||By selecting the buttons on top or typing in the text boxes, you can
specifiy a one dimensional potential and an initial wavefunction
which will go into the time-dependent Schrödinger Equation:
After you type in you initial expressions, hit the reset button (the red square)
to sample them into the data area.
|Meaning of the Wavefunction|
In classical mechanics of a point particle, you are given a potential (say a
harmonic well) and initial position & velocity for the particle.
Newton's laws tell you how it evolves in time.
In quantum mechanics, you can work with a point particle in the same
potential , but
- The particle has no definite position or velocity, only a single smeared out wave function
- The wave function is a complex number which is useful to think of
as a magnitude and phase rather than a real and imaginary part, which is how
I'll usually plot it.
- The magnitude squared
is the probability that you will find particle at if you measure its position.
Of course is a continuous function (this is not where the
quantum part of quantum mechanics comes in) and the probability of finding it exactly at one
place is infinitesimal. Mathematically,
is actually a probability density. The probability of finding the particle between
- can be narrowly spiked around a particular value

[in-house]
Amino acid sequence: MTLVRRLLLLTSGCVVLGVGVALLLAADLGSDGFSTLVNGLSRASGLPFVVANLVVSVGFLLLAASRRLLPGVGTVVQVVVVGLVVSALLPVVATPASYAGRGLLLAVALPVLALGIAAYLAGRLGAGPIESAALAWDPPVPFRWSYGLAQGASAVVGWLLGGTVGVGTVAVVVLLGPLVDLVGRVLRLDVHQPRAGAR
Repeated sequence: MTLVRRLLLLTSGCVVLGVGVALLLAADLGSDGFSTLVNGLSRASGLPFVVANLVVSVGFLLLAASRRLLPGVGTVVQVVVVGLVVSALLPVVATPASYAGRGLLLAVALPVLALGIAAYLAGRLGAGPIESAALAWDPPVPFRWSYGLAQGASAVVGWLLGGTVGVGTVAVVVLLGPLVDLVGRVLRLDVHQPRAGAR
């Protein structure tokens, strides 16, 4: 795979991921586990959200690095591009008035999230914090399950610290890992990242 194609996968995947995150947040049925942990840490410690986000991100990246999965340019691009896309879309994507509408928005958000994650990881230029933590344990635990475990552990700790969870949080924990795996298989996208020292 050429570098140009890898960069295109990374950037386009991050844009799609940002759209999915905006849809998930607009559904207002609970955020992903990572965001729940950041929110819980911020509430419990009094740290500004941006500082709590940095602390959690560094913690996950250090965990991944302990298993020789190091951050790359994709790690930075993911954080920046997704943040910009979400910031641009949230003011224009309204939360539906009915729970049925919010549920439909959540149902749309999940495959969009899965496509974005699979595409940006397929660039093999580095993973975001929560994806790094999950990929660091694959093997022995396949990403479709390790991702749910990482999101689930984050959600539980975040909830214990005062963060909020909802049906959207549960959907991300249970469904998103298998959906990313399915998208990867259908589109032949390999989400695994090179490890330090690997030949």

making the position look like that of a classical particle. It won't act like one because as
we'll see below, as soon as things start evolving with time, it will spread out.
- can be peaked around two places.
This doesn't mean there are two particles or many particles, but that when you
measure the position of the single particle, you're half as likely to find it here as there.
- What about the velocity? There is not separate velocity function
that describes the spread in velocities. Unlike classical mechanics,
all the information about the particles is encoded in its wave function
. Specifically, the momentum is given as
the gradient of the wave function .
This leads to consequences like the uncertainty principle: If you know
its position well, the wave function is very spiky, so its gradient has very
large opposing values. As soon as the state evolves, it will spread
What about the phase? Since the probability is given by the magnitude of the
wave function, is the phase important and physical? Yes, but in the
- Momentum is the gradient of the wave function, and that measures the
change of both magnitude and phase. For a given magnitude distribution, I can adjust the phase to give it different momentum
- Time Evolution: The Schrödinger Equation knows about both magnitude
and phase and the phase is important for the time development.
- Interference: In situations like a double slit where the wave
function is split and recombined, it's the phase difference that
makes the interference pattern, not the absolute phase. Two wave
packets going toward each other and interfering:
- Gauge Freedom:
- You can add any overall constant to the phase without affecting
- You can add a time-dependent constant to the phase, but this changes
what you mean by the "zero" of the potential energy in a very
- Quite confusingly, you can add a position-dependent phase too, and
this corresponds to a specific change of gauge in the magnetic potential
in a specific way.